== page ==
It’s been a long time in the making but SpiderFoot 3.0 is finally tagged and released. With the last official release (2.12) being almost two years ago and active development since then, you can imagine how much has changed, so let’s walk through the major changes.

Note that if you’ve been regularly pulling the master branch from the Github repo over the past few days or using the v3 branch over the past few months, some of this might not be new to you although some changes have been pushed as recent as yesterday, so be sure to git-pull and give it a another go.

Much broader set of targets

Out of all the targets SpiderFoot supports, those new in 3.0 since 2.12 are in bold:

  • IPv4 addresses
  • IPv6 addresses
  • Subnets
  • Hostnames/sub-domains
  • Domain names
  • Phone numbers
  • E-mail addresses
  • Usernames
  • Real names
  • ASNs

When targeting names and usernames, it’s important to remember to place them in quotes, e.g. "Frank Smith" and "fsmith2000". Phone numbers must be in international format, prefixed with a + followed by the country code, e.g. +15550211221.

Rich command-line interface

Previously, SpiderFoot was controlled exclusively through a web interface but it’s now possible to also orchestrate scans through sf.py itself via the command-line. This means you can do things like python3 ./sf.py -m sfp_haveibeenpwned -s support@spiderfoot.net to query HaveIBeenPwned? for an e-mail address. Take a look at sf.py --help for more options.

Check out this tutorial to see an example of using the command-line to perform some DNS recon:

Meanwhile, the sfcli.py interface, which was introduced in SpiderFoot 2.10, still exists and is more for remotely controlling a SpiderFoot server but offers more functionality such as configuration management, deleting scans and so on.

Python 3

Since Python 2.7 is now end-of-life, SpiderFoot 3.0 has been 100% converted to Python 3. This also means that many older dependencies, especially problematic ones like M2Crypto, have been completely replaced.

All you need to do now to install dependencies is pip3 install -r requirements.txt And be sure to run SpiderFoot with python3 in case your Linux distribution still uses Python 2.7 by default.

~170 modules and counting

Some dead data sources have been retired, many new ones have been added; with and without a need for API keys.

You can access the full module list in the repo’s README.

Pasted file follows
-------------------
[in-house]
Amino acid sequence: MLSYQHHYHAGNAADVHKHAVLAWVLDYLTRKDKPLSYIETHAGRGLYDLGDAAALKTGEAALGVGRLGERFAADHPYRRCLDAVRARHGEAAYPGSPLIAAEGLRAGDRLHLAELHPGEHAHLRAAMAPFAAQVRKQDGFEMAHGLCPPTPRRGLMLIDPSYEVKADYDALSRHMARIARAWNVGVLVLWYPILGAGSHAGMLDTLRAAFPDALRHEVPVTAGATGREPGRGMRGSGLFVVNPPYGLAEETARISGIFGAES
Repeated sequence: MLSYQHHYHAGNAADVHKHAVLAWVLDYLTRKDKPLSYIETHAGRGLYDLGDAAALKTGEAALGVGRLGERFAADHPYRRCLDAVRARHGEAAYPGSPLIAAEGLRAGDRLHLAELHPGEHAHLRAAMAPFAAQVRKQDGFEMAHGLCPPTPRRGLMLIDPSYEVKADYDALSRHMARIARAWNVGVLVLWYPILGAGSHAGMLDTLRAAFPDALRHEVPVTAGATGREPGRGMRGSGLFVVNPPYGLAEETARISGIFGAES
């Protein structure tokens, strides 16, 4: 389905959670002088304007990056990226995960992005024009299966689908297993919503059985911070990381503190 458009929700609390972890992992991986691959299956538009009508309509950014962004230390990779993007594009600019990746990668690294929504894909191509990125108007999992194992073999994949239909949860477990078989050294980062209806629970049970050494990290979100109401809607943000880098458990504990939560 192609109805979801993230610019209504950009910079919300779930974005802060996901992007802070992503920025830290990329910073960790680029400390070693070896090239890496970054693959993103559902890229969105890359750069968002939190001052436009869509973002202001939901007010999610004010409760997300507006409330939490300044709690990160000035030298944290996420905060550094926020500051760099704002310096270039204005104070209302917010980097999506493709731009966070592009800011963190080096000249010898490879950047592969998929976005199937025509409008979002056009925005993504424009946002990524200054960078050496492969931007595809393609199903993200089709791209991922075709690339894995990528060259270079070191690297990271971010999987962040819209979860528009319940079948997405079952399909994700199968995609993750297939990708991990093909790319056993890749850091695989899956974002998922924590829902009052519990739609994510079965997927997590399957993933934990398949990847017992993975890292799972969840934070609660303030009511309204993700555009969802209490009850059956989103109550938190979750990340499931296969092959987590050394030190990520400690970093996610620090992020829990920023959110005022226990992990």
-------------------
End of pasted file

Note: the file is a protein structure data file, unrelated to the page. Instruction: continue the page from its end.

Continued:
No Windows binary

You may have noticed that there’s no longer a place for downloading the Windows binary of SpiderFoot. That’s because py2exe, the tool used to build a Windows executable out of a Python application, hasn’t been touched since 2014.

Fortunately, it’s pretty easy to install and run SpiderFoot natively as Python on a Windows machine if you follow these simple instructions.

API key export/import

Managing API keys is probably the most annoying part of getting any OSINT tool fully set up. We’ve tried to make this less painful by providing an import/export feature in the web interface so that using API keys between installations or between SpiderFoot HX and the open source version is easier.

On that note, we are considering spinning up a service that would enable you to run scans without the need for any API keys, and you’d pay per scan. If you’d be interested in being a part of the beta, you can access the beta registration here.

JSON export format

SpiderFoot can now export data from the UI in JSON format, adding to CSV and GEXF.

Tons of bug fixes

A significant number of bugs have been fixed in this release, improving data quality and reducing errors. A new test suite is also gradually being introduced and will be developed over coming releases.

Want to contribute?

SpiderFoot is actively growing and always looking for contributors, especially when it comes to additional modules. Feel free to submit a pull-request to the repo, reach out to @spiderfoot on Twitter or e-mail us at support@spiderfoot.net is you’re interested in making a contribution and looking for a place to start.